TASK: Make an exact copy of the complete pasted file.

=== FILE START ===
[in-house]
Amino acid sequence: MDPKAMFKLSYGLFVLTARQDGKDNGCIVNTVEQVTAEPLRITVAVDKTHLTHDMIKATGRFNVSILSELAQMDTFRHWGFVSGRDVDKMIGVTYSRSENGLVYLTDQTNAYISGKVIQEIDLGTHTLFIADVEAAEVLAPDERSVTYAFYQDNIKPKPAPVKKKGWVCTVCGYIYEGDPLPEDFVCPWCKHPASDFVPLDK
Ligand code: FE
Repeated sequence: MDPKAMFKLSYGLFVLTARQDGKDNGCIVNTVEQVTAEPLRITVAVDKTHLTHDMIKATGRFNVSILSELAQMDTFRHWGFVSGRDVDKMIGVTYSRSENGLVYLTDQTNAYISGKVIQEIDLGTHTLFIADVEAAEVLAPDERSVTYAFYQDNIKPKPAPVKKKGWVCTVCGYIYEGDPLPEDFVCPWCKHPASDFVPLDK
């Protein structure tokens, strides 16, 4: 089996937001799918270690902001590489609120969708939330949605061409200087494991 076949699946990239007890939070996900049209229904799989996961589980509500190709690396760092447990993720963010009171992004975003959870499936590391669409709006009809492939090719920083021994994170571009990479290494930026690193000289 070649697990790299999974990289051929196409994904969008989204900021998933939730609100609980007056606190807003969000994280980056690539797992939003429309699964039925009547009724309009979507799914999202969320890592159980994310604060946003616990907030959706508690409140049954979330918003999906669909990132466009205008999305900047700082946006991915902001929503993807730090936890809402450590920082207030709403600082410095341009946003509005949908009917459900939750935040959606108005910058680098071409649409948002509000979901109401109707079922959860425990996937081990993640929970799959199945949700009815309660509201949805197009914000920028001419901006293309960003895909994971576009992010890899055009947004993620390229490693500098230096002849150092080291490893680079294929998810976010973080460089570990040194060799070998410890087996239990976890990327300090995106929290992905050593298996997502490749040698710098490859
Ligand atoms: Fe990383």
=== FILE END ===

[in-house]
Amino acid sequence: MDPKAMFKLSYGLFVLTARQDGKDNGCIVNTVEQVTAEPLRITVAVDKTHLTHDMIKATGRFNVSILSELAQMDTFRHWGFVSGRDVDKMIGVTYSRSENGLVYLTDQTNAYISGKVIQEIDLGTHTLFIADVEAAEVLAPDERSVTYAFYQDNIKPKPAPVKKKGWVCTVCGYIYEGDPLPEDFVCPWCKHPASDFVPLDK
Ligand code: FE
Repeated sequence: MDPKAMFKLSYGLFVLTARQDGKDNGCIVNTVEQVTAEPLRITVAVDKTHLTHDMIKATGRFNVSILSELAQMDTFRHWGFVSGRDVDKMIGVTYSRSENGLVYLTDQTNAYISGKVIQEIDLGTHTLFIADVEAAEVLAPDERSVTYAFYQDNIKPKPAPVKKKGWVCTVCGYIYEGDPLPEDFVCPWCKHPASDFVPLDK
């Protein structure tokens, strides 16, 4: 089996937001799918270690902001590489609120969708939330949605061409200087494991 076949699946990239007890939070996900049209229904799989996961589980509500190709690396760092447990993720963010009171992004975003959870499936590391669409709006009809492939090719920083021994994170571009990479290494930026690193000289 070649697990790299999974990289051929196409994904969008989204900021998933939730609100609980007056606190807003969000994280980056690539797992939003429309699964039925009547009724309009979507799914999202969320890592159980994310604060946003616990907030959706508690409140049954979330918003999906669909990132466009205008999305900047700082946006991915902001929503993807730090936890809402450590920082207030709403600082410095341009946003509005949908009917459900939750935040959606108005910058680098071409649409948002509000979901109401109707079922959860425990996937081990993640929970799959199945949700009815309660509201949805197009914000920028001419901006293309960003895909994971576009992010890899055009947004993620390229490693500098230096002849150092080291490893680079294929998810976010973080460089570990040194060799070998410890087996239990976890990327300090995106929290992905050593298996997502490749040698710098490859
Ligand atoms: Fe990383």